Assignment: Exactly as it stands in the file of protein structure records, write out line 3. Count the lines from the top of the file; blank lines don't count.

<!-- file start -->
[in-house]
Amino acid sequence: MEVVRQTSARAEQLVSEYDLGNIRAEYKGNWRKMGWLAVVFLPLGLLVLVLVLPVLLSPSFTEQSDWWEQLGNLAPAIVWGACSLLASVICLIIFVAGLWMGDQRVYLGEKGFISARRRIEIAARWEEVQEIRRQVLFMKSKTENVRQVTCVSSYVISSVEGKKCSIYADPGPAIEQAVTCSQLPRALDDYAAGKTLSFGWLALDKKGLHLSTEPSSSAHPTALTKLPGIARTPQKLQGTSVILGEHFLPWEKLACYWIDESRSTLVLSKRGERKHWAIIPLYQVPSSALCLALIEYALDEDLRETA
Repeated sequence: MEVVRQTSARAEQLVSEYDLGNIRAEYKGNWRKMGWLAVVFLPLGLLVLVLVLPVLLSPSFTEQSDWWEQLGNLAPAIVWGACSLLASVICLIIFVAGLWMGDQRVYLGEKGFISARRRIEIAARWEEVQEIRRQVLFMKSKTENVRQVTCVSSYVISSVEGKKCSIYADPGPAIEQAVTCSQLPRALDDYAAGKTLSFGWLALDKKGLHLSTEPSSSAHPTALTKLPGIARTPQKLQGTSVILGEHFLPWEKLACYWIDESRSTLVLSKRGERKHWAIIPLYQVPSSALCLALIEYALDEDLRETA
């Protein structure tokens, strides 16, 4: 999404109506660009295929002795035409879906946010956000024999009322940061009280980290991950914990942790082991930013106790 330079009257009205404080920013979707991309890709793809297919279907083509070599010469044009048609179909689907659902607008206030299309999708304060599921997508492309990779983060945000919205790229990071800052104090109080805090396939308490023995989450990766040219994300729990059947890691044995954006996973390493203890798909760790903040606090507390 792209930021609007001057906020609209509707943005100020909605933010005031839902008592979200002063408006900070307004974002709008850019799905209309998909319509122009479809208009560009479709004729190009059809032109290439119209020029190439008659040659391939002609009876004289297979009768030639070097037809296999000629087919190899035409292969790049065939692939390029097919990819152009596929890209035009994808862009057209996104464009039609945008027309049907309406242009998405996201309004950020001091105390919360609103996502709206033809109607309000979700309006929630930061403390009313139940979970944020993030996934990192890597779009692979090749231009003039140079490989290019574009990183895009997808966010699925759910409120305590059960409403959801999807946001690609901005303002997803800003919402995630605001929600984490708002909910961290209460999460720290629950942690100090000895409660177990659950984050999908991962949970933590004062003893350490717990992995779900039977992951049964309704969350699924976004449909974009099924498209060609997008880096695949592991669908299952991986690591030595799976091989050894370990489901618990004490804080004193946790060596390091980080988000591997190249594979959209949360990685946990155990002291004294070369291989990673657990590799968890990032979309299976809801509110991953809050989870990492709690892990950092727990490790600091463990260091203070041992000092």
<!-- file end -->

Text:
Repeated sequence: MEVVRQTSARAEQLVSEYDLGNIRAEYKGNWRKMGWLAVVFLPLGLLVLVLVLPVLLSPSFTEQSDWWEQLGNLAPAIVWGACSLLASVICLIIFVAGLWMGDQRVYLGEKGFISARRRIEIAARWEEVQEIRRQVLFMKSKTENVRQVTCVSSYVISSVEGKKCSIYADPGPAIEQAVTCSQLPRALDDYAAGKTLSFGWLALDKKGLHLSTEPSSSAHPTALTKLPGIARTPQKLQGTSVILGEHFLPWEKLACYWIDESRSTLVLSKRGERKHWAIIPLYQVPSSALCLALIEYALDEDLRETA